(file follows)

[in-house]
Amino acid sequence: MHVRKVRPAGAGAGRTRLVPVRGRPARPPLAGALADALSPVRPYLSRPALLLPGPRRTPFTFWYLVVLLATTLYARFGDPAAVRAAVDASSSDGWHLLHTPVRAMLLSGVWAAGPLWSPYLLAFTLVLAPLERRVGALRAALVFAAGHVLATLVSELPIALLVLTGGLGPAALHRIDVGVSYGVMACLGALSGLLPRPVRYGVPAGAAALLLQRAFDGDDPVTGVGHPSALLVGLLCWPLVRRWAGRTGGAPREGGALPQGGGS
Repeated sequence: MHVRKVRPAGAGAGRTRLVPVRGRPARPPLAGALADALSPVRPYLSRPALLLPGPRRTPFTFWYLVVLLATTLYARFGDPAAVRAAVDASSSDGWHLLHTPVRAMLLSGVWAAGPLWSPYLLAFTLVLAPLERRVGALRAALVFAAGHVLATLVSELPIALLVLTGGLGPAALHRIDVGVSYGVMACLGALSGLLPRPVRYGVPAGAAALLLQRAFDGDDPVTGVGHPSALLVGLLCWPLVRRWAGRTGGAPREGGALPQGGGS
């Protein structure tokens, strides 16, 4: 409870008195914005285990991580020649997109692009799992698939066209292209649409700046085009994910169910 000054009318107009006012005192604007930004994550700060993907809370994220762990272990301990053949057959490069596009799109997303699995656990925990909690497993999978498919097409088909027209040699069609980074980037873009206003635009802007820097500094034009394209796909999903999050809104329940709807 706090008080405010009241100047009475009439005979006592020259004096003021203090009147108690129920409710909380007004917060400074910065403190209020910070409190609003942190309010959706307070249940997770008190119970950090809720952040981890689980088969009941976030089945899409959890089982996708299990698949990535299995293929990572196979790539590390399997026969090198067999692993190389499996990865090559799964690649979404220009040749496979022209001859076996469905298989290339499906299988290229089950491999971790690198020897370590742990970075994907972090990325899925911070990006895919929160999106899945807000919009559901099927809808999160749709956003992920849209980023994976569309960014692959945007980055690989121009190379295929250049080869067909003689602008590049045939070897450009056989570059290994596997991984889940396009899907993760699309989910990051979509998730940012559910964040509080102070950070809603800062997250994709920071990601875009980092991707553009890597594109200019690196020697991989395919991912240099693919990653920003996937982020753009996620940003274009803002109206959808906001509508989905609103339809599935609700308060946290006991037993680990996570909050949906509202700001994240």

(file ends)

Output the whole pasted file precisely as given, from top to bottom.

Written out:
[in-house]
Amino acid sequence: MHVRKVRPAGAGAGRTRLVPVRGRPARPPLAGALADALSPVRPYLSRPALLLPGPRRTPFTFWYLVVLLATTLYARFGDPAAVRAAVDASSSDGWHLLHTPVRAMLLSGVWAAGPLWSPYLLAFTLVLAPLERRVGALRAALVFAAGHVLATLVSELPIALLVLTGGLGPAALHRIDVGVSYGVMACLGALSGLLPRPVRYGVPAGAAALLLQRAFDGDDPVTGVGHPSALLVGLLCWPLVRRWAGRTGGAPREGGALPQGGGS
Repeated sequence: MHVRKVRPAGAGAGRTRLVPVRGRPARPPLAGALADALSPVRPYLSRPALLLPGPRRTPFTFWYLVVLLATTLYARFGDPAAVRAAVDASSSDGWHLLHTPVRAMLLSGVWAAGPLWSPYLLAFTLVLAPLERRVGALRAALVFAAGHVLATLVSELPIALLVLTGGLGPAALHRIDVGVSYGVMACLGALSGLLPRPVRYGVPAGAAALLLQRAFDGDDPVTGVGHPSALLVGLLCWPLVRRWAGRTGGAPREGGALPQGGGS
């Protein structure tokens, strides 16, 4: 409870008195914005285990991580020649997109692009799992698939066209292209649409700046085009994910169910 000054009318107009006012005192604007930004994550700060993907809370994220762990272990301990053949057959490069596009799109997303699995656990925990909690497993999978498919097409088909027209040699069609980074980037873009206003635009802007820097500094034009394209796909999903999050809104329940709807 706090008080405010009241100047009475009439005979006592020259004096003021203090009147108690129920409710909380007004917060400074910065403190209020910070409190609003942190309010959706307070249940997770008190119970950090809720952040981890689980088969009941976030089945899409959890089982996708299990698949990535299995293929990572196979790539590390399997026969090198067999692993190389499996990865090559799964690649979404220009040749496979022209001859076996469905298989290339499906299988290229089950491999971790690198020897370590742990970075994907972090990325899925911070990006895919929160999106899945807000919009559901099927809808999160749709956003992920849209980023994976569309960014692959945007980055690989121009190379295929250049080869067909003689602008590049045939070897450009056989570059290994596997991984889940396009899907993760699309989910990051979509998730940012559910964040509080102070950070809603800062997250994709920071990601875009980092991707553009890597594109200019690196020697991989395919991912240099693919990653920003996937982020753009996620940003274009803002109206959808906001509508989905609103339809599935609700308060946290006991037993680990996570909050949906509202700001994240």